I’ve been busy most of the last few months writing my upcoming Star Trek novel trilogy for Pocket Books, so I haven’t been able to do more than the monthly wrap-ups here. Following a fascinating look at variant covers from David Harper at SKTCHD and a fun blog post from Russ Dobler using Comichron to debunk sky-is-falling internet comments, however, I made a number of tweets about the business that it might do well to repeat here.
First, as I said in response to Dobler’s column, through hard experience we know very well what a failing comics industry looks like. The late 1950s, when publishers were rushing for the exits. The 1970s, when the newsstand distribution system was in a tailspin. The mid-1990s, after the retail-store bubble burst, downing all but one comic-shop distributor. We know what those looked like — and nothing we’ve seen this century has looked at all like that. Even the Great Recession, which really only hit the comics business in 2009-2011, appears to have been more of a slowdown than an actual collapse.
One part of the explanation for it is the same reason I’m less concerned about the focus on #1 issues and on variants: comic book periodicals are a relatively smaller piece of the overall picture than they were, and so a problem with them is less likely to lead to catastrophe. I further would observe that the fixes for a business that relies too much on #1 issues or variant covers, if those turn out to be problems, are relatively easier to make. It isn’t a 1970s situation, where an entire new distribution system was required — or the 1990s, when a secondary revenue stream through trade paperbacks had to be aggressively ramped up.
To the specific concerns: I’ve tended to be less concerned about variants — especially now that I’m no longer running price guides where I have to index the things! — in part because I see that kind of customization as a consequence of technological advances in printing. It is simply easier to do split runs on covers than it once was; it thus becomes a bonus that isn’t that hard to offer. By the same token, it becomes somewhat easier to stop offering them. If a publisher sees that a specific model of variant-cover offerings isn’t working, that’s something that can be tweaked on a month-to-month basis.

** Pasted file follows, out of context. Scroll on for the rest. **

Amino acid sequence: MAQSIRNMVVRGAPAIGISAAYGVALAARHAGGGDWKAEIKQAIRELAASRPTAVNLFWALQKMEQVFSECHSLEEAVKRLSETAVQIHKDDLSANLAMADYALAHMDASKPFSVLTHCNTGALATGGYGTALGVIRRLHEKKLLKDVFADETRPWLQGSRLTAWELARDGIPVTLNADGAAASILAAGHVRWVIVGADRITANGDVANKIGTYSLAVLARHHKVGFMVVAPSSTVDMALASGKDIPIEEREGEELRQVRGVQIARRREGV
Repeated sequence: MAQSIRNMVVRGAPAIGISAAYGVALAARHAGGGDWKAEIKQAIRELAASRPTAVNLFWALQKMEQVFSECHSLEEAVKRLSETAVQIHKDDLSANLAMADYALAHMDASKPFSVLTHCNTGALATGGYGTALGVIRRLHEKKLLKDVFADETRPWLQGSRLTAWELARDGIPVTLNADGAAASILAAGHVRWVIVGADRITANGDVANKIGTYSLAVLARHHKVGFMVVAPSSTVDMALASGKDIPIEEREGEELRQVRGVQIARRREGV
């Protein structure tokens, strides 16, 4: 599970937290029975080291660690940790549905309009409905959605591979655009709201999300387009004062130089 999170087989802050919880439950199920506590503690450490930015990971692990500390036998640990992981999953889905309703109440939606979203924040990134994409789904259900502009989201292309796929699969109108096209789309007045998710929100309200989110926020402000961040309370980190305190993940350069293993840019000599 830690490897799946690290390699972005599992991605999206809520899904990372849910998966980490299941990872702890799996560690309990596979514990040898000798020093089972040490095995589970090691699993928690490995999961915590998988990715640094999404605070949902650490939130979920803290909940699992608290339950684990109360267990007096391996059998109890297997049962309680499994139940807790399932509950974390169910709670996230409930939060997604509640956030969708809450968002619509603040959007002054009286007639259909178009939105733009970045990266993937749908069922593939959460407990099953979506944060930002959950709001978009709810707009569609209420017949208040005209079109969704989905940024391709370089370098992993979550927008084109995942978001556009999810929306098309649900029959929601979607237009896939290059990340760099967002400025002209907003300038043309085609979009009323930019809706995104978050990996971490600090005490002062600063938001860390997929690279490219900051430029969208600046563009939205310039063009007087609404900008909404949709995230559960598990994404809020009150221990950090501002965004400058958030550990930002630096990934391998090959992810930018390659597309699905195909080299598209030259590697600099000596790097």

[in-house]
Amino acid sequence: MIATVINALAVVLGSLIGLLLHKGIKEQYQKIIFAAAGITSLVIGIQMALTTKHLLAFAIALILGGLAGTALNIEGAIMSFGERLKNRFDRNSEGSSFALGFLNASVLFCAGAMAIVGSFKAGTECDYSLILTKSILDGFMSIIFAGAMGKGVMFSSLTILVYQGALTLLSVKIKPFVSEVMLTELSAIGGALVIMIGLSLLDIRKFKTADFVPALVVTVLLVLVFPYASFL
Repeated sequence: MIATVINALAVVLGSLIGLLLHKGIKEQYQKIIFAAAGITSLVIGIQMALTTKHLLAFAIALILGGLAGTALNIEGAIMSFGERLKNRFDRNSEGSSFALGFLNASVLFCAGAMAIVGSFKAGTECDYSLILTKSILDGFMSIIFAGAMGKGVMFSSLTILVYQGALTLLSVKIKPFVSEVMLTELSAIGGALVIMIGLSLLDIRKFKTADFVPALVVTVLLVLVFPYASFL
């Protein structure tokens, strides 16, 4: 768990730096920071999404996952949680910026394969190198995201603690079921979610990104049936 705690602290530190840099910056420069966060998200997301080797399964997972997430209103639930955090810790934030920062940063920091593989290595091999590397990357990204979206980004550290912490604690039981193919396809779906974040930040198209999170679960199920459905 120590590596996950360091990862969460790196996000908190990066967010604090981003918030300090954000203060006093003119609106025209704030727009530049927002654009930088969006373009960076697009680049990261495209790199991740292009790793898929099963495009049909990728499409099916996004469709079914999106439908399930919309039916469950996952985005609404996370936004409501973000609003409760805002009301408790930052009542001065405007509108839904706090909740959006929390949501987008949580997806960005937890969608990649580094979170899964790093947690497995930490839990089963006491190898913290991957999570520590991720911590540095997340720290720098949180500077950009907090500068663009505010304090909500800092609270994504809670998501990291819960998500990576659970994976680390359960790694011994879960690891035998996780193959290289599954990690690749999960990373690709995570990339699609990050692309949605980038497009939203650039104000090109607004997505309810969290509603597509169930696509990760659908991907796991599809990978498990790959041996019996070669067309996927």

I’ve been more of a critic of renumbering, writing about it here in my piece on the genesis of comics numbering and previously in my Comics Buyer’s Guide column (which I hope to reprint here someday). Long-running series are more than a tie to our industry’s past — they tie into a pull-and-hold ordering system in stores that rewards the same title appearing in the catalog month after month. While there is no doubt that relaunching with a new #1 can produce a huge bump, there’s evidence that sales tail off after that faster than they would have if, say, the big editorial event had been placed amid the ongoing series. In that case, a title that already had existing subscribers picks up a lot more all of a sudden — making the later dropoff seem not so steep.
A couple of good examples of this can be found in the core Batman title. The best-selling Batman issue of this century isn’t the first issue of the 2011 reboot, but rather Batman #619, the final issue of Jim Lee‘s 2013 “Hush” storyline. Would the issues of that arc have sold better, net, had they started with Batman: Hush #1 as opposed to Batman #608? Perhaps, but the subscriber additions from Lee’s run continued to assist the series after his storyline was over. I’m of the opinion that had Marvel launched “Heroes Reborn” — and then, later, “Heroes Return” — all as part of the original series numbering in 1996-97, more of the sales gains from Lee’s and Rob Liefeld’s issues would have been preserved. Instead, sales after the second relaunch in two years faded fairly quickly.
So I suspect long ongoing series suffer less attrition, net, than short ones — and that the net benefit of dropping, say, “Batman: Year One” into the regular Batman series, as happened in the late 1980s, probably helped the core title more than if the series had stood alone. There’s certainly room enough for both approaches, given the size of publishers’ lines these days.
With all that said, yes, the business’s performance so far this decade has been heartening, including in 2015, where I’ve heard that the mass-market bookstore picture is going to come in with some very surprising results. There are definitely clouds, some darker than others, that a number of retailers have pointed to — but the sky does, in general, seem to be staying safely overhead.
[Addendum: And just after this post, DC announced it was returning both Action Comics and Detective Comics to their original legacy numbering, resuming with #957 and #934 respectively in June. Both titles will be biweekly.]
Comichron founder John Jackson Miller has tracked the comics industry for more than 25 years, including a decade editing the industry’s retail trade magazine; he is the author of several guides to comics, as well as more than a hundred comic books for various franchises.
He is the author of novels including Star Wars: Kenobi, Star Wars: A New Dawn, Star Trek: Discovery – The Enterprise War, and his latest release, Star Trek: Discovery – Die Standing. Read more about them at his fiction site.
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